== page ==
Sure, sometimes I miss things. For example, sometimes I miss how informal and undivided the relationship was between laity and leaders. The pastor at my Protestant church used to play basketball and do all sorts of things with us. He was just another one of the guys. There are negatives to that, but sometimes I miss that. And speaking of basketball, where am I supposed to play sports in an Orthodox Church? I've never seen a rec hall in one. It was a nice way to raise the awareness about Christianity without being pushy. You just invite a few friends to play some sport or other at the Church, and they could then decide for themselves whether they wanted to explore the other areas of the Church--though preferrably more than just the fellowship hall when we had food!
And I miss the music to some extent. It wasn't nearly as theologically orthodox as Orthodox music, but on an emotional level I could connect more. Some people talk about how an Orthodox liturgy is "like heaven" for them. Not for me. I've never been as comfortable in liturgical worship as I was in a contemporary worship service in a small church, with a guitar, maybe a piano, and the entire congregation singing. Not that I haven't found parts of liturgical worship that resonate with me, such as the joyful solemnity, and the historicity of liturgical worship appeals to the egghead in me. But, you know, when I went to a Protestant college we would have Bible studies, and it'd just be a dozen guys and a couple acoustic guitars singing contemporary worship songs, and those were some of the most heartfelt musical moments--or for that matter, religious experiences--I've had.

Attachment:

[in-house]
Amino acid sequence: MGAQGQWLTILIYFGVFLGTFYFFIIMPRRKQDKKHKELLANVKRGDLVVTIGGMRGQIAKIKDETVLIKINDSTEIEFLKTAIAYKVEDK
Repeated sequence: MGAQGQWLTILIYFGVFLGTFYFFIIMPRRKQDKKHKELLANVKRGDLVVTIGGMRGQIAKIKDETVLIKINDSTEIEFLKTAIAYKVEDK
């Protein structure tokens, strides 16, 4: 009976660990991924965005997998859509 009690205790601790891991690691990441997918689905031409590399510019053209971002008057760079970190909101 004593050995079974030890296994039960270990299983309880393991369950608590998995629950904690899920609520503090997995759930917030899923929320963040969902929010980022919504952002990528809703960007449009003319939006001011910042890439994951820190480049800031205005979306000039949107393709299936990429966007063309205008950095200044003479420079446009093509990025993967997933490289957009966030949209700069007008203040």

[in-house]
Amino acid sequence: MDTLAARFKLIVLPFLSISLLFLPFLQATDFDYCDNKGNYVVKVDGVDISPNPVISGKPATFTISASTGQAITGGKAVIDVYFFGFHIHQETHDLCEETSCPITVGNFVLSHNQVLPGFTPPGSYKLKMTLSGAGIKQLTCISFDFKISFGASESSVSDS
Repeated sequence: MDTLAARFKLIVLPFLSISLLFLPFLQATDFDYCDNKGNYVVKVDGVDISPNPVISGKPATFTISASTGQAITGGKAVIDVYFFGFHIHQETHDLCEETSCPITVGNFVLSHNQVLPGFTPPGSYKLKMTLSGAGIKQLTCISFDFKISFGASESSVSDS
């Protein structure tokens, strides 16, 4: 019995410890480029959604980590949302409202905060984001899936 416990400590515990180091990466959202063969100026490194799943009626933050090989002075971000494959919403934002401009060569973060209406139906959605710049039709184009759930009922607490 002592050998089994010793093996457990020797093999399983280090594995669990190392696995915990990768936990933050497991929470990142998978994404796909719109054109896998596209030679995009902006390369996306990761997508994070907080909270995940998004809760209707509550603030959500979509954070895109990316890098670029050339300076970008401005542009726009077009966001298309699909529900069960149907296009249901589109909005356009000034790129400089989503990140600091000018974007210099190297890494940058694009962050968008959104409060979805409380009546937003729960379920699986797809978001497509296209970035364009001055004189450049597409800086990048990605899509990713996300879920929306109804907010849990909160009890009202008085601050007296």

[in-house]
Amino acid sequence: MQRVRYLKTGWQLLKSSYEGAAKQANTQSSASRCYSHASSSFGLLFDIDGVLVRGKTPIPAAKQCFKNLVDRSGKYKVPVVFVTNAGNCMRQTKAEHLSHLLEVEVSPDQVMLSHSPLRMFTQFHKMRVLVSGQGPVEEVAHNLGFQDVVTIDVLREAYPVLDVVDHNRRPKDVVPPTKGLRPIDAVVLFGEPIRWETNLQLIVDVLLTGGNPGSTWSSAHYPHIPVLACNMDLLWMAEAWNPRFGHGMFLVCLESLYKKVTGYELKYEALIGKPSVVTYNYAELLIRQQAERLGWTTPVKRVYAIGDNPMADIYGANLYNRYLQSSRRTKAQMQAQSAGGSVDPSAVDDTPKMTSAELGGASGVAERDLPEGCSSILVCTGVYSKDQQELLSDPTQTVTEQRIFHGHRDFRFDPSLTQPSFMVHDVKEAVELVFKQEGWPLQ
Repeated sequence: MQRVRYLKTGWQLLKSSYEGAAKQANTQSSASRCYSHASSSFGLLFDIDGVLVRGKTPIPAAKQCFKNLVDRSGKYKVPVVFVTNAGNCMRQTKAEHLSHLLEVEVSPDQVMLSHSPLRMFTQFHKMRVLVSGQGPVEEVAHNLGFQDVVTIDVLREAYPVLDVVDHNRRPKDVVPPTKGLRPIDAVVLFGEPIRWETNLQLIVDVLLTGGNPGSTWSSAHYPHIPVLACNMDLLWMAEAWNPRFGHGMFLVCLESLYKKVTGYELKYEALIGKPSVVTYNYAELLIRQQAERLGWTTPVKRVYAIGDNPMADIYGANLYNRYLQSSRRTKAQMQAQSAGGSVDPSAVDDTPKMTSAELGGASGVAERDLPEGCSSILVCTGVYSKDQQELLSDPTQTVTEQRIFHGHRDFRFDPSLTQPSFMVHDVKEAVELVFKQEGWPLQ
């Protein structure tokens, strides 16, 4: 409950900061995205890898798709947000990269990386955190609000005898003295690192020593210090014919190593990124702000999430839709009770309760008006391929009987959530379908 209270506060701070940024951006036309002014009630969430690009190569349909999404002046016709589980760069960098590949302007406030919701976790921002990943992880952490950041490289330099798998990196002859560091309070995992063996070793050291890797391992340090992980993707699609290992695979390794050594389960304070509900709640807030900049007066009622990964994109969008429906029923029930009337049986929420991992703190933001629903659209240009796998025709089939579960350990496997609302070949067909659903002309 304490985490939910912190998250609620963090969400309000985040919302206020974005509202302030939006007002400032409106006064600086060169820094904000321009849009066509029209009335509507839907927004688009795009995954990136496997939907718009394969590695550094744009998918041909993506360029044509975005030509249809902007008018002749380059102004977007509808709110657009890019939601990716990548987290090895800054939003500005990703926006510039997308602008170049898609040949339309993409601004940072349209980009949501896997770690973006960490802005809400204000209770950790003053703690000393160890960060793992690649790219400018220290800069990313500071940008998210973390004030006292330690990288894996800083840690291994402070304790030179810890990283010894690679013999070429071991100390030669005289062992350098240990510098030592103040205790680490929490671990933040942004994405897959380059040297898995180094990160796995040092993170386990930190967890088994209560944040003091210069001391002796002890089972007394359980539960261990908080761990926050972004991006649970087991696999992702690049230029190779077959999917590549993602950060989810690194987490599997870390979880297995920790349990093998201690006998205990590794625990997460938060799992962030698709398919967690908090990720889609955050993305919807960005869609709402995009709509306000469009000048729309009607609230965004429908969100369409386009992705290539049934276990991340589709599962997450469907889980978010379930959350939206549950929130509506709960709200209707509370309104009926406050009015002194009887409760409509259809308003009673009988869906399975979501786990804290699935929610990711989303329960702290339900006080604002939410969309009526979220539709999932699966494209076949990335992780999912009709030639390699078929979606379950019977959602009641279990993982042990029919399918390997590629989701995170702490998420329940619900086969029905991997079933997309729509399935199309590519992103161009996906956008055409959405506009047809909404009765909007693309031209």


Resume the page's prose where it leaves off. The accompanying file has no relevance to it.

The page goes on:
Usually the feelings pass. I wouldn't denigrate any of those things I just mentioned. I've moved on to other things, yes, but those former things had value. They just aren't for me at this point in my spritual walk. When I have those thoughts or feelings, I don't try to fight them--I mean, as long as they aren't harmful I don't fight them. Just like I sometimes recall memories of childhood, and that's fine, so to with religious memories. As long as they aren't harming you in some way, I don't think it's an issue. I don't think these types of memories or feelings are silly, I think they're perfectly natural for most of us. This is especially true if something we associate with a past church/experience is triggered by a song, a book or Bible, or whatever else. I think a priest would probably be able to advise you best, but I wouldn't sweat having feelings or memories concerning Presbyterianism or even sola scriptura. Just don't overreact, don't get all triumphalistic and prideful about Orthodoxy, and on the other hand don't let doubt take hold of you so that you start wanting to go back to where you were before. I know, even if true, it's easier said than done.